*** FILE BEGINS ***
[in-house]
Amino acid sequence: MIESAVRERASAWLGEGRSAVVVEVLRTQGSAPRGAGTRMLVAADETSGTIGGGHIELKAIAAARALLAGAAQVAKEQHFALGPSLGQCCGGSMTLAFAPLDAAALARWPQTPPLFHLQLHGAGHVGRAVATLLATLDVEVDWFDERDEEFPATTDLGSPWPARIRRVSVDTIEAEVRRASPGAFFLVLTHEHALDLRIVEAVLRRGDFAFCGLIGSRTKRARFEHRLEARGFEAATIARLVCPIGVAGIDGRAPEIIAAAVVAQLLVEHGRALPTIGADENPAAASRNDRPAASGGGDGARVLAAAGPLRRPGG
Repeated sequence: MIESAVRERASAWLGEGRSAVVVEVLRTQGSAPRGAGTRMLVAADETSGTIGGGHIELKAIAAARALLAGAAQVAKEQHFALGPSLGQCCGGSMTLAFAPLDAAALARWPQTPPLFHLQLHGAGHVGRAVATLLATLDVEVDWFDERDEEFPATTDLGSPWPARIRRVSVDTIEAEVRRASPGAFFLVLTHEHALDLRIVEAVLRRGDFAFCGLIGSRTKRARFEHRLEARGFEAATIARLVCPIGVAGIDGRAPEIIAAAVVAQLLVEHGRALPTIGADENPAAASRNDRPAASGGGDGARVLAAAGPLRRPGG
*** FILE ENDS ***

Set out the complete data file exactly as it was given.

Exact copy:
[in-house]
Amino acid sequence: MIESAVRERASAWLGEGRSAVVVEVLRTQGSAPRGAGTRMLVAADETSGTIGGGHIELKAIAAARALLAGAAQVAKEQHFALGPSLGQCCGGSMTLAFAPLDAAALARWPQTPPLFHLQLHGAGHVGRAVATLLATLDVEVDWFDERDEEFPATTDLGSPWPARIRRVSVDTIEAEVRRASPGAFFLVLTHEHALDLRIVEAVLRRGDFAFCGLIGSRTKRARFEHRLEARGFEAATIARLVCPIGVAGIDGRAPEIIAAAVVAQLLVEHGRALPTIGADENPAAASRNDRPAASGGGDGARVLAAAGPLRRPGG
Repeated sequence: MIESAVRERASAWLGEGRSAVVVEVLRTQGSAPRGAGTRMLVAADETSGTIGGGHIELKAIAAARALLAGAAQVAKEQHFALGPSLGQCCGGSMTLAFAPLDAAALARWPQTPPLFHLQLHGAGHVGRAVATLLATLDVEVDWFDERDEEFPATTDLGSPWPARIRRVSVDTIEAEVRRASPGAFFLVLTHEHALDLRIVEAVLRRGDFAFCGLIGSRTKRARFEHRLEARGFEAATIARLVCPIGVAGIDGRAPEIIAAAVVAQLLVEHGRALPTIGADENPAAASRNDRPAASGGGDGARVLAAAGPLRRPGG